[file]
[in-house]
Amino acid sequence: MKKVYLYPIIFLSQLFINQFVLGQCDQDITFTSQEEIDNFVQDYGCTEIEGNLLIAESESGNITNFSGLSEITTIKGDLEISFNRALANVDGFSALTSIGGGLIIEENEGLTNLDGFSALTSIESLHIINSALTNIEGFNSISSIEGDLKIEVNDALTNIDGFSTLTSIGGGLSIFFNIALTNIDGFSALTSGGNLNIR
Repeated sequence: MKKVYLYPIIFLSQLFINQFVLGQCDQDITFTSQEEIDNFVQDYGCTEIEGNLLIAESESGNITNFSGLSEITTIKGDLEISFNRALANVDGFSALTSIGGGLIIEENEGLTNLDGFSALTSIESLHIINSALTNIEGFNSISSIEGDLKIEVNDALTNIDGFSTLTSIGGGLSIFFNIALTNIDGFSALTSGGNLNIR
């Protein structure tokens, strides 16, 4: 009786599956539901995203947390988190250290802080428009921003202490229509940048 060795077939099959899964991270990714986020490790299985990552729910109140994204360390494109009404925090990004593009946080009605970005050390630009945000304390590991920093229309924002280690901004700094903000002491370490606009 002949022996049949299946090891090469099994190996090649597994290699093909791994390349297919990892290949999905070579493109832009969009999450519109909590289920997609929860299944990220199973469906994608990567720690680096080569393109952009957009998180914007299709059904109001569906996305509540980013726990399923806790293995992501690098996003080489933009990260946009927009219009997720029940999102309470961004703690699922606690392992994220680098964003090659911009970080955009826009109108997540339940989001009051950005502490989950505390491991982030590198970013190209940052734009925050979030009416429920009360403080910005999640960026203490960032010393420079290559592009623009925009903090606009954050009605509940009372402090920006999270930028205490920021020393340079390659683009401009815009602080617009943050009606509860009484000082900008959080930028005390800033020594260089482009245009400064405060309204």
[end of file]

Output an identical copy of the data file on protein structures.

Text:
[in-house]
Amino acid sequence: MKKVYLYPIIFLSQLFINQFVLGQCDQDITFTSQEEIDNFVQDYGCTEIEGNLLIAESESGNITNFSGLSEITTIKGDLEISFNRALANVDGFSALTSIGGGLIIEENEGLTNLDGFSALTSIESLHIINSALTNIEGFNSISSIEGDLKIEVNDALTNIDGFSTLTSIGGGLSIFFNIALTNIDGFSALTSGGNLNIR
Repeated sequence: MKKVYLYPIIFLSQLFINQFVLGQCDQDITFTSQEEIDNFVQDYGCTEIEGNLLIAESESGNITNFSGLSEITTIKGDLEISFNRALANVDGFSALTSIGGGLIIEENEGLTNLDGFSALTSIESLHIINSALTNIEGFNSISSIEGDLKIEVNDALTNIDGFSTLTSIGGGLSIFFNIALTNIDGFSALTSGGNLNIR
């Protein structure tokens, strides 16, 4: 009786599956539901995203947390988190250290802080428009921003202490229509940048 060795077939099959899964991270990714986020490790299985990552729910109140994204360390494109009404925090990004593009946080009605970005050390630009945000304390590991920093229309924002280690901004700094903000002491370490606009 002949022996049949299946090891090469099994190996090649597994290699093909791994390349297919990892290949999905070579493109832009969009999450519109909590289920997609929860299944990220199973469906994608990567720690680096080569393109952009957009998180914007299709059904109001569906996305509540980013726990399923806790293995992501690098996003080489933009990260946009927009219009997720029940999102309470961004703690699922606690392992994220680098964003090659911009970080955009826009109108997540339940989001009051950005502490989950505390491991982030590198970013190209940052734009925050979030009416429920009360403080910005999640960026203490960032010393420079290559592009623009925009903090606009954050009605509940009372402090920006999270930028205490920021020393340079390659683009401009815009602080617009943050009606509860009484000082900008959080930028005390800033020594260089482009245009400064405060309204």